Although I have some other species as well, kingsnakes and milksnakes are my favorite snakes. In past years, it’s become unusual to see kings or milks for sale at local reptile expos, especially directly from breeders or keepers. Occasionally resellers would have them, but usually just California Kingsnakes, which aren’t on my wish list. The last local expo was a pleasant change, though. Multiple vendors had kings and milks, and many of them were the breeders of those animals or selling an ‘extra’ from their personal collections.
My collection began years ago with a Mexican Black Kingsnake hatchling, Lampropeltis getula nigrita. He was one of my first purchases after getting my first apartment without roommates to complain about rodents in the freezer. Although he’s full grown now, I have another young Mexican Black Kingsnake that I’m raising, possibly to be his mate in a couple years.
My youngest snakes are the most colorful of my collection. And this second young kingsnake is possibly the most exciting of my collection. She’s a young Arizona Mountain Kingsnake, Lampropeltis pyromelana pyromelana. Personally, I find the normal coloration of Arizona Mountain Kingsnakes to be some of the most appealing of the mountain kings.
I also have a pair of young Pueblan Milksnakes. I’ve only been able to get a decent picture of the female, however. The male just won’t calm down enough for a picture.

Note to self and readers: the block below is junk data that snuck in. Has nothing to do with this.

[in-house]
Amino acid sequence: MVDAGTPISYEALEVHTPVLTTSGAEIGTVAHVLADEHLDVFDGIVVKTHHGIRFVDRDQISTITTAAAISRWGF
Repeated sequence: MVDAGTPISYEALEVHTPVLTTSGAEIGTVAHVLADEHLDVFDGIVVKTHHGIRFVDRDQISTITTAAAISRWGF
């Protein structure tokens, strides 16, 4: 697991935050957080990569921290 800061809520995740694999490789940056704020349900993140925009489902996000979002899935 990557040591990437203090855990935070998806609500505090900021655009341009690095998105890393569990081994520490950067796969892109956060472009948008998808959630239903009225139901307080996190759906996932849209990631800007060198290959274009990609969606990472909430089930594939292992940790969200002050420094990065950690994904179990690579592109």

None of the snakes above are venomous or dangerous in any way. The colorations mimic defense colors in other species, and appearing dangerous is what keeps them a bit safer from predators, in theory.
Eastern Hognoses are a new species for me. Years ago I missed out on the opportunity to acquire a melanistic Eastern Hognose. I never quite got over that, and have wanted one ever since, so when I got this girl, it was really nice to check this animal off my wish list. She still have juvenile coloration, but she’ll darken as she ages.
The melanistic Hognose is currently my trickiest snake, since she’ll only eat scented mice. In the wild, they prefer amphibians, but they’re not always easy to come by for feeder animals. As long as they smell like frogs, she’ll eat pretty reliably. The goal, of course, is to get her onto unscented mice.
One of the interesting things about Hognose snakes is their defence posturing. They flare their throats like cobras and puff up, as below. Although this may work against predators, it tends to scare uneducated humans who tend to think that all wild snakes are venomous. While Hognoses are rear fanged, they are only mildly venomous, similar to a bad bee sting with swelling and pain for some people. They are not deadly, however.
I’ll be on the lookout for a male Arizona Mountain King and a male Eastern Hognose soon, but I have plenty of time, as both of those girls are very young still. Despite their age, I’m already looking forward to those pairings, as well as some other colubrids I have my eyes on. More on those later!